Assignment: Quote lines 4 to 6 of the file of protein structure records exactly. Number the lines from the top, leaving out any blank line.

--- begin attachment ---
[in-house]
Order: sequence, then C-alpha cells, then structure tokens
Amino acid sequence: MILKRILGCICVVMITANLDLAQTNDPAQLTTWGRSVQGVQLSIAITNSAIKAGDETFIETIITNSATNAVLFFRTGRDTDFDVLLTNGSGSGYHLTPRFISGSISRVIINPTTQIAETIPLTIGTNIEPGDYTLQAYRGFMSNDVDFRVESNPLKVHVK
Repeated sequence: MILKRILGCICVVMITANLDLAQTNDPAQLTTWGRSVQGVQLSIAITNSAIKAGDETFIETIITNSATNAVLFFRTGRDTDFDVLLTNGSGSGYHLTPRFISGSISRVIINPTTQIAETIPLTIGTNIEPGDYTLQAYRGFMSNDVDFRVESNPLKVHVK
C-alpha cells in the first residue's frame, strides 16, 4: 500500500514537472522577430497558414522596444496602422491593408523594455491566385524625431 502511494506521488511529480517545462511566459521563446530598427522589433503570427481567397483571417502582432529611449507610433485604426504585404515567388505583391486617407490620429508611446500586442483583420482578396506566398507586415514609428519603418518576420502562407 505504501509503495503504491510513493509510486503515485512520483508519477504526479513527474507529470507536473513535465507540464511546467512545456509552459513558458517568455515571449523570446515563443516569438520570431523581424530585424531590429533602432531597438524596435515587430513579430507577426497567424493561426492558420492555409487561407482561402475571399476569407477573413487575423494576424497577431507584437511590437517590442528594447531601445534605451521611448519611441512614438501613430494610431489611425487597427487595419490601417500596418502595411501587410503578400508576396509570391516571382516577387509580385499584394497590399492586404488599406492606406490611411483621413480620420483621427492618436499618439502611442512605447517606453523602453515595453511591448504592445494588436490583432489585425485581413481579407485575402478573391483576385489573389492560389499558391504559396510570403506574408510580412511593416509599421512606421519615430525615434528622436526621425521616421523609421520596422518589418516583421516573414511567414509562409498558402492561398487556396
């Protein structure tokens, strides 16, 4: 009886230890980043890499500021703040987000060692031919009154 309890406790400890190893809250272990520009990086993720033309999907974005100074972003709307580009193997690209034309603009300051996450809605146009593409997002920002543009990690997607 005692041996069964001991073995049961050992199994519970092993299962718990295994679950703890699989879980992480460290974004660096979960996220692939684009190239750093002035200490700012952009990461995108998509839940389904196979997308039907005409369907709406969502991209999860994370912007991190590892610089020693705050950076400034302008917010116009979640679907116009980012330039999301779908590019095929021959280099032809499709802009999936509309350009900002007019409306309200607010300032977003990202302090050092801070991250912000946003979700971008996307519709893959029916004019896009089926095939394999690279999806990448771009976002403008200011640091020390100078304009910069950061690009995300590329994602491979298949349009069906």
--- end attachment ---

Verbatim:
Repeated sequence: MILKRILGCICVVMITANLDLAQTNDPAQLTTWGRSVQGVQLSIAITNSAIKAGDETFIETIITNSATNAVLFFRTGRDTDFDVLLTNGSGSGYHLTPRFISGSISRVIINPTTQIAETIPLTIGTNIEPGDYTLQAYRGFMSNDVDFRVESNPLKVHVK
C-alpha cells in the first residue's frame, strides 16, 4: 500500500514537472522577430497558414522596444496602422491593408523594455491566385524625431 502511494506521488511529480517545462511566459521563446530598427522589433503570427481567397483571417502582432529611449507610433485604426504585404515567388505583391486617407490620429508611446500586442483583420482578396506566398507586415514609428519603418518576420502562407 505504501509503495503504491510513493509510486503515485512520483508519477504526479513527474507529470507536473513535465507540464511546467512545456509552459513558458517568455515571449523570446515563443516569438520570431523581424530585424531590429533602432531597438524596435515587430513579430507577426497567424493561426492558420492555409487561407482561402475571399476569407477573413487575423494576424497577431507584437511590437517590442528594447531601445534605451521611448519611441512614438501613430494610431489611425487597427487595419490601417500596418502595411501587410503578400508576396509570391516571382516577387509580385499584394497590399492586404488599406492606406490611411483621413480620420483621427492618436499618439502611442512605447517606453523602453515595453511591448504592445494588436490583432489585425485581413481579407485575402478573391483576385489573389492560389499558391504559396510570403506574408510580412511593416509599421512606421519615430525615434528622436526621425521616421523609421520596422518589418516583421516573414511567414509562409498558402492561398487556396
């Protein structure tokens, strides 16, 4: 009886230890980043890499500021703040987000060692031919009154 309890406790400890190893809250272990520009990086993720033309999907974005100074972003709307580009193997690209034309603009300051996450809605146009593409997002920002543009990690997607 005692041996069964001991073995049961050992199994519970092993299962718990295994679950703890699989879980992480460290974004660096979960996220692939684009190239750093002035200490700012952009990461995108998509839940389904196979997308039907005409369907709406969502991209999860994370912007991190590892610089020693705050950076400034302008917010116009979640679907116009980012330039999301779908590019095929021959280099032809499709802009999936509309350009900002007019409306309200607010300032977003990202302090050092801070991250912000946003979700971008996307519709893959029916004019896009089926095939394999690279999806990448771009976002403008200011640091020390100078304009910069950061690009995300590329994602491979298949349009069906």